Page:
The game version of Blair Witch is unexpectedly rugged. But how does the conversion to Switch work?
The fall of 1999 had the film The Blair Witch Project premiere; an extremely low-budget horror filmed with shaky handheld camera in lousy video quality. Even today it is the scariest cinematic experience I have had in cinema. There was something about how it was told and that one was genuinely terrified that “soon it will be night again”. Seeing the film with a crowded audience caused the group dynamics to increase anxiety and terror and I really sat there like needles. When the movie later came out DVD and I looked at it so it was a single long yawn. It wasn’t scary anywhere, but at the cinema: oh, oh, oh!
The film received two sequels and none of them could reach the heights the first film did. Rather, it became a tedious rapture of the first film. So when it announced a game based on the legend of Blair Witch then I became interested. Can the game be better than the movie publisher?
Blair Witch takes place in 1996, where a young boy has disappeared in the forest. The police have gathered together for a large search effort. We play Ellis, who is a former police officer with a dark past. He arrives late and enters the forest only in company with his faithful dog bullet. Soon it turns out that there are dangers out in the woods that no one could have imagined …
Blair Witch pulls one into the story directly and we get to know more and more about our character Ellis the further into the forest he travels. It is also so cleverly constructed that depending on how you play him, the game takes different paths. When things start to get dangerous, you realize a lot about yourself. To help you have the dog Bullet and luck is well – because without him you would have been completely lost in the forest. You can ask him to search and if there is anything nearby he will find it. A little further into the game you will also find a camcorder that you can manipulate time and reality with. It sounds flimsy and that’s it at first, but in the end you are like on needles to get further into the forest and find more clues.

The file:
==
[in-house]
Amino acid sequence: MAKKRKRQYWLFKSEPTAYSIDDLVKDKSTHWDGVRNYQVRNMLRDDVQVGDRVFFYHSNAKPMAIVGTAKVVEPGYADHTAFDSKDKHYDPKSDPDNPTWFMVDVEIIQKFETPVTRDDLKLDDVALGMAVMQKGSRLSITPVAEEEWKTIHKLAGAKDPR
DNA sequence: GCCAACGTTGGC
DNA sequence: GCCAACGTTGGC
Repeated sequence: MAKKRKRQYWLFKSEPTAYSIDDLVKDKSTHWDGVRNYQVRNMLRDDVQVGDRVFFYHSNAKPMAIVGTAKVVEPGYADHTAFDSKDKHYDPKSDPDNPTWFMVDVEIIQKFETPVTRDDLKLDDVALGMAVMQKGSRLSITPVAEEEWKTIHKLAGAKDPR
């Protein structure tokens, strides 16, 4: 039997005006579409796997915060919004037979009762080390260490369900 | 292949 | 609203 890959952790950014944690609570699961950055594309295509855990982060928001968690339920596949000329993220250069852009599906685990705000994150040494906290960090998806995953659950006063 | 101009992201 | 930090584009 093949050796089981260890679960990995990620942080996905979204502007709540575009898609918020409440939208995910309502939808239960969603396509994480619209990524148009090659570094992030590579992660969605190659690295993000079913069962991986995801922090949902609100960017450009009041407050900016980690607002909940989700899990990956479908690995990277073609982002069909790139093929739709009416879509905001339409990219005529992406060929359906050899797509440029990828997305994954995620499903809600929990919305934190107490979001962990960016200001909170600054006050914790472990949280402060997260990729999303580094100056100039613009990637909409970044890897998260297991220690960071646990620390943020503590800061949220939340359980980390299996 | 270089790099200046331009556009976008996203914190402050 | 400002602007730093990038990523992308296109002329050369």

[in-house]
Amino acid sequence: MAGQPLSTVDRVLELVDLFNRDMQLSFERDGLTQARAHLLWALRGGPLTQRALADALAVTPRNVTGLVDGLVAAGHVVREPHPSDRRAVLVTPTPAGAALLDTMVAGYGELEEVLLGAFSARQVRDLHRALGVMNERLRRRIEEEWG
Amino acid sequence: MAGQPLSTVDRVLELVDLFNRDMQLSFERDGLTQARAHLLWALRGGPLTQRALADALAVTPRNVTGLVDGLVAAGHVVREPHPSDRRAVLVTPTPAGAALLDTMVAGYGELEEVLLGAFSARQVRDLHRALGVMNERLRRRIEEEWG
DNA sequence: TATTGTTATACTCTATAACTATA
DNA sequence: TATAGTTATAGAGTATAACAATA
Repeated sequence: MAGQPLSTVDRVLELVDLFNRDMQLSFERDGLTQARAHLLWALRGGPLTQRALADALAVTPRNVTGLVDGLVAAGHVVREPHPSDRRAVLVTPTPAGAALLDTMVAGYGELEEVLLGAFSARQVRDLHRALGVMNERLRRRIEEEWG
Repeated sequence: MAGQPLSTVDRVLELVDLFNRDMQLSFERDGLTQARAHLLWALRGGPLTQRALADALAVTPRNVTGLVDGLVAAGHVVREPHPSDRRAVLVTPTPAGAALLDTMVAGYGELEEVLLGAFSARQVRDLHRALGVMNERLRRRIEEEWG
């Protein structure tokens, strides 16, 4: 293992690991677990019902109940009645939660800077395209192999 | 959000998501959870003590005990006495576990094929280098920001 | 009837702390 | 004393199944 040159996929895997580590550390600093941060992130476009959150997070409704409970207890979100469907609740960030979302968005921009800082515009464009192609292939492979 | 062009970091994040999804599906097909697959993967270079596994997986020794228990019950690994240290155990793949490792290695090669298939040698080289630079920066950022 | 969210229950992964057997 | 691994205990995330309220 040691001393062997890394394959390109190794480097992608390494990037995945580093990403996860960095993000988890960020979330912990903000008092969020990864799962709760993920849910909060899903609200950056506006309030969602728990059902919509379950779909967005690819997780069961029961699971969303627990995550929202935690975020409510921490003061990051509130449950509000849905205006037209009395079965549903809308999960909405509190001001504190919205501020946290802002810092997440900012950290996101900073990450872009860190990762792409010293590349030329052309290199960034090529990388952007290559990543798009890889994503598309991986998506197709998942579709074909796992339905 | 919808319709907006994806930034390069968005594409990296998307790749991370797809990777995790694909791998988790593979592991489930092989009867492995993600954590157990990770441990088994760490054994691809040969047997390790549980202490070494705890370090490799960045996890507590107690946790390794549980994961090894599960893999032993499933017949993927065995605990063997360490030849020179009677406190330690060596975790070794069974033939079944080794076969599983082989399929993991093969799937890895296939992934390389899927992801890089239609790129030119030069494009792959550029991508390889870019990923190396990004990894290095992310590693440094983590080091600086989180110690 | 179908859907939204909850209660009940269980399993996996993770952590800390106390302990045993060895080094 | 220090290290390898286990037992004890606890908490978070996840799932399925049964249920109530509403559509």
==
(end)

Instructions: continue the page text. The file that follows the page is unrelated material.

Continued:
Unfortunately, there is a back side to walking around the forest throughout the game. It eventually becomes a bit one-handed and when you finally switch to something else, it is only short sections. Sometimes I found myself playing Snake on Ellis’s cellphone instead of trying to find where I was going.
But give it all some time. It’s an enveloping world thanks to the music and sound effects – and it’s really exciting. The feeling from the movie is here and there is an icy, creeping feeling of discomfort because you never know what will be around the next bend.
When I started playing, I thought it was a much older game than it is (it was released to other consoles in 2019). For some strange reason, I was absolutely sure it had at least seven or eight years on its neck. With a little research, it is as follows: It is a powerful downscaling of the game, for it to work for the Nintendo Switch. Which is very boring, because it takes away much of the experience. Not only does everything look angular and colorless, but there are a number of times that graphics pop up and disappear – it’s really sadly converted. Blair Witch still floats on decent as a whole, but there are quite long charging times in portable mode. Then the game has a bit of the same problem as Bioshock: The Collection: the really dark night scenes become difficult to see in portable mode unless you’re sitting in a completely dark room.
In summary, it is Blair Witch yet the best and most interesting sequel to the 1999 roller coaster I experienced. Sure, the game suffers from some graphic flaws but it has a genuine and cool story that engages. Recommend to play it with a pair of cozy headphones in the summer cottage or why not in a tent in the woods?